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Verhoeven J.E.,VU University Amsterdam | Van Oppen P.,VU University Amsterdam | Puterman E.,University of California at San Francisco | Elzinga B.,Leiden University | And 2 more authors.
Psychosomatic Medicine | Year: 2015

Objectives: Chronic exposure to psychosocial stressors is related to worse somatic health. This association applies both to stressors early in life, such as childhood adversities, and more recent life stress, such as stressful life events. This study examined whether accelerated telomere shortening, as an indicator of cellular aging, might be an explanatory mechanism. Methods:We examinedwhether childhood adversities and recent stressful life events were associatedwith shorter telomeres in 2936 participants (mean [standard deviation] age = 41.8 [13.1] years, 66% women, 57% current depression) of the Netherlands Study of Depression and Anxiety. Telomeres are specialized nucleic acid-protein complexes at the ends of linear DNA that shorten with age; telomere length (TL) was measured with quantitative polymerase chain reaction. Results: Childhood life events (β = .004, p = .805) and childhood trauma (β = .023, p = .205) were not related to shorter TL. However, we found negative associations between recent stressful life events and TL. Persons had shorter telomeres if they reported more stressful life events in the past year (β = .039, p = .028) and 1 to 5 years ago (β = .042, p = .018, adjusted for sociodemographics). The relationship between stressful life events and TL became borderline significant when further adjusted for smoking status. No associations with TL were found when stressful life events occurred more than 6 years ago (p < .10). Conclusions: Results show that recent stressful life events are associated with shorter TL. This association is not observed for psychosocial stressors that occur earlier in life.Whether these results are indicative of physiological resiliency remains to be explored by future longitudinal research. Copyright © 2015 by the American Psychosomatic Society. Source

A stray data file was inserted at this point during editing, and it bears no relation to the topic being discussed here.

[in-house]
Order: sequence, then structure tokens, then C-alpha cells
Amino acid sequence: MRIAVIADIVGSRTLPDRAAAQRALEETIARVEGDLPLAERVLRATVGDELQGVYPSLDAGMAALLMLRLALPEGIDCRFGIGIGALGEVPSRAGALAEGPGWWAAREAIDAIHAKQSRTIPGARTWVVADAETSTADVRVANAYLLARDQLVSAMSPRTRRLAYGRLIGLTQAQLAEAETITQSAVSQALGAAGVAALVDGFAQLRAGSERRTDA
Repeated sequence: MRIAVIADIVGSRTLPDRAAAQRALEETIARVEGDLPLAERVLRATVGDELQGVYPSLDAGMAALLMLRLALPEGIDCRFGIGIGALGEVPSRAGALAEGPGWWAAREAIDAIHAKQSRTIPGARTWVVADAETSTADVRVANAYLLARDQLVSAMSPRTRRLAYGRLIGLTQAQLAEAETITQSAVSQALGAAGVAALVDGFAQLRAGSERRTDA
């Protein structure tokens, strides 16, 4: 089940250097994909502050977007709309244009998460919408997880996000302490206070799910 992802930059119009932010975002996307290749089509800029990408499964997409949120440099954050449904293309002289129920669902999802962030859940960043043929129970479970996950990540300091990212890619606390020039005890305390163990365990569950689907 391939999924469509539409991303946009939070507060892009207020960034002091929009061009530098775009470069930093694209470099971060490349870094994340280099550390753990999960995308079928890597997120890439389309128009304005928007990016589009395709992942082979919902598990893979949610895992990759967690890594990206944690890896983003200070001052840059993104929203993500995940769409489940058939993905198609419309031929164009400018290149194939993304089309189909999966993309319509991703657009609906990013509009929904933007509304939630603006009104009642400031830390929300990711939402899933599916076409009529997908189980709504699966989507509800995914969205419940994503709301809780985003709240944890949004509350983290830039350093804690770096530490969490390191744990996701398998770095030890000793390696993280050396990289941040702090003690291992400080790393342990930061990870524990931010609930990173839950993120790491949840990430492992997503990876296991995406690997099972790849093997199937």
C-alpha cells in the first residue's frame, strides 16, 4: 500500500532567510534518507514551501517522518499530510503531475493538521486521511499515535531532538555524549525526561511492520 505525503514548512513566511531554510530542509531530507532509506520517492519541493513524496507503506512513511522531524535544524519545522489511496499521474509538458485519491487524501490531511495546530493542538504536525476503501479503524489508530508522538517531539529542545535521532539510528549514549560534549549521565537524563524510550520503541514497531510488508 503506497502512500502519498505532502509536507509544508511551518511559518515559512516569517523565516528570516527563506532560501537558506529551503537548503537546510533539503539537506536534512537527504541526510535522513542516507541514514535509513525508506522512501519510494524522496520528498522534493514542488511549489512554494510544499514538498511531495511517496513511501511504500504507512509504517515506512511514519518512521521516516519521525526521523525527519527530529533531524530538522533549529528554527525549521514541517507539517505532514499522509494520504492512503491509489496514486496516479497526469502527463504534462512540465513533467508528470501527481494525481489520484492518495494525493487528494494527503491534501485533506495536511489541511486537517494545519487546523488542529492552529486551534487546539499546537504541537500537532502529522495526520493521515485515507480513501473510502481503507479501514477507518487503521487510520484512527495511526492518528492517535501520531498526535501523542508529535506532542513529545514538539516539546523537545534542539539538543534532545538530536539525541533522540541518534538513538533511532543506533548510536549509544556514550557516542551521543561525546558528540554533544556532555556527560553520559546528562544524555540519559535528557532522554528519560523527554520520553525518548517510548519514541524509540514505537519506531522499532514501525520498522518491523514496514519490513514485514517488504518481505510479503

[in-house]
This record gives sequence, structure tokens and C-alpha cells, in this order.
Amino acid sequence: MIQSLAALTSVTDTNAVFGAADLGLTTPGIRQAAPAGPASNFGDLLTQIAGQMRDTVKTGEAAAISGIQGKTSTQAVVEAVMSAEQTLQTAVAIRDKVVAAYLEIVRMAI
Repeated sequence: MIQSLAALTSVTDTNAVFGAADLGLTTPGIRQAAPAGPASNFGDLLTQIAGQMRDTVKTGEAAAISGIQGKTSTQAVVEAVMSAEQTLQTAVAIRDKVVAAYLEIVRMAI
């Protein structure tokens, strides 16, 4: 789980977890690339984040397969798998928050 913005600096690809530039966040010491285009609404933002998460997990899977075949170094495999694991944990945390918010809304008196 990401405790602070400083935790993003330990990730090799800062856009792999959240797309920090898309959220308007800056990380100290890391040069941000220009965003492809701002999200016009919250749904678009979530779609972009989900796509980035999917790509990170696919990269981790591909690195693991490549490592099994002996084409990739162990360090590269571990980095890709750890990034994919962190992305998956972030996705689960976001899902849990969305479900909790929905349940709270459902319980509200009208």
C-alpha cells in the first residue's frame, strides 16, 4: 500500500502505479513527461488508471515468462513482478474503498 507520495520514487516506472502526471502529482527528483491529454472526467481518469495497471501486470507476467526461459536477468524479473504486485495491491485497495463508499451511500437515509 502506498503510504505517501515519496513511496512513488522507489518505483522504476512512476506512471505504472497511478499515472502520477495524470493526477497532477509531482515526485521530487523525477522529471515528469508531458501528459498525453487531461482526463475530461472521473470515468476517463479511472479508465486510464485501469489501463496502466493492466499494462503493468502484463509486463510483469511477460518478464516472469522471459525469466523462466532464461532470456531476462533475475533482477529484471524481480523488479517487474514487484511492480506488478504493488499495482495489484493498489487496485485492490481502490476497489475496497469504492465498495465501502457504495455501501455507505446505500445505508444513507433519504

van Peer J.M.,Leiden University | Spinhoven P.,Leiden University | Roelofs K.,Leiden University | Roelofs K.,Leiden Institute for Brain and Cognition LIBC
Psychoneuroendocrinology | Year: 2010

The stress hormone cortisol is important for the regulation of social motivational processes. High cortisol levels have been associated with social fear and avoidance, which play an important role in social anxiety disorder (SAD), as does hypervigilant processing of social threat. However, causal effects of cortisol on threat processing in SAD remain unclear. In an event-related potential (ERP) study we investigated the effects of cortisol on task-irrelevant (implicit) processing of social threat in SAD, exploring the temporal dynamics as well as the role of symptom severity and stimulus awareness. Angry face processing was measured in participants with clinical SAD after double-blind, within-subject oral administration of cortisol (50 mg) and placebo, using a masked and an unmasked emotional Stroop task. Both tasks showed significantly increased P2 midline ERP amplitudes for angry compared to neutral and happy faces in the placebo condition, reflecting an early attentional bias for social threat in SAD. Furthermore, cortisol administration significantly decreased P2 amplitudes for masked angry faces. This effect correlated with social anxiety, showing stronger decreases in patients with higher levels of social anxiety. These results indicate a highly specific effect of cortisol on early motivated attention to social threat and, together with previous findings, highlight the importance of motivational context (stimulus- or task-relevance) as well as symptom severity. © 2009 Elsevier Ltd. All rights reserved. Source


Schel M.A.,Leiden University | Schel M.A.,Leiden Institute for Brain and Cognition LIBC | Ridderinkhof K.R.,University of Amsterdam | Crone E.A.,Leiden University | Crone E.A.,Leiden Institute for Brain and Cognition LIBC